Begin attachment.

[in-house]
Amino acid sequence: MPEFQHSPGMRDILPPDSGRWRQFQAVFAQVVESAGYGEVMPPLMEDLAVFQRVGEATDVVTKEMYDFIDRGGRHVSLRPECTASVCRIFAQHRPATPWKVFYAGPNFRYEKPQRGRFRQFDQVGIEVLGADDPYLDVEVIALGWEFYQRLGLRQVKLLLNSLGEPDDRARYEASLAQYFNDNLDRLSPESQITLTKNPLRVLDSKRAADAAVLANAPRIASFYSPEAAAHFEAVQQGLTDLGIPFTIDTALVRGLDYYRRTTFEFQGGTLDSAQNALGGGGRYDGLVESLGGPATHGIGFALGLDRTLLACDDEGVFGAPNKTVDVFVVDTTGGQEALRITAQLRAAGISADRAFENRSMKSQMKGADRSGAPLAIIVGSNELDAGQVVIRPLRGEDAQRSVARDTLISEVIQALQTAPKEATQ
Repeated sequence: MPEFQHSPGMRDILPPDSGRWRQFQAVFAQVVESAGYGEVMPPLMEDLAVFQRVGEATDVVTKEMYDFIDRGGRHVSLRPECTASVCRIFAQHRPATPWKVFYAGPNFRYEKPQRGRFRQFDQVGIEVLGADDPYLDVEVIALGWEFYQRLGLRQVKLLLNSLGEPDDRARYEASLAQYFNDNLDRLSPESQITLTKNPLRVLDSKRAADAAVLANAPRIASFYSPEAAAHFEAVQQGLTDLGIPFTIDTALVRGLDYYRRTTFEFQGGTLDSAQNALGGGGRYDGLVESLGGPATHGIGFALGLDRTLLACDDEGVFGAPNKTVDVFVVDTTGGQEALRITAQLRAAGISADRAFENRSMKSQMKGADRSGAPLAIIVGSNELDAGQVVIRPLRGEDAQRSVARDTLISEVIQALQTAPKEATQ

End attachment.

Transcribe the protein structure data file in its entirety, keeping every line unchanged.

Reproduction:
[in-house]
Amino acid sequence: MPEFQHSPGMRDILPPDSGRWRQFQAVFAQVVESAGYGEVMPPLMEDLAVFQRVGEATDVVTKEMYDFIDRGGRHVSLRPECTASVCRIFAQHRPATPWKVFYAGPNFRYEKPQRGRFRQFDQVGIEVLGADDPYLDVEVIALGWEFYQRLGLRQVKLLLNSLGEPDDRARYEASLAQYFNDNLDRLSPESQITLTKNPLRVLDSKRAADAAVLANAPRIASFYSPEAAAHFEAVQQGLTDLGIPFTIDTALVRGLDYYRRTTFEFQGGTLDSAQNALGGGGRYDGLVESLGGPATHGIGFALGLDRTLLACDDEGVFGAPNKTVDVFVVDTTGGQEALRITAQLRAAGISADRAFENRSMKSQMKGADRSGAPLAIIVGSNELDAGQVVIRPLRGEDAQRSVARDTLISEVIQALQTAPKEATQ
Repeated sequence: MPEFQHSPGMRDILPPDSGRWRQFQAVFAQVVESAGYGEVMPPLMEDLAVFQRVGEATDVVTKEMYDFIDRGGRHVSLRPECTASVCRIFAQHRPATPWKVFYAGPNFRYEKPQRGRFRQFDQVGIEVLGADDPYLDVEVIALGWEFYQRLGLRQVKLLLNSLGEPDDRARYEASLAQYFNDNLDRLSPESQITLTKNPLRVLDSKRAADAAVLANAPRIASFYSPEAAAHFEAVQQGLTDLGIPFTIDTALVRGLDYYRRTTFEFQGGTLDSAQNALGGGGRYDGLVESLGGPATHGIGFALGLDRTLLACDDEGVFGAPNKTVDVFVVDTTGGQEALRITAQLRAAGISADRAFENRSMKSQMKGADRSGAPLAIIVGSNELDAGQVVIRPLRGEDAQRSVARDTLISEVIQALQTAPKEATQ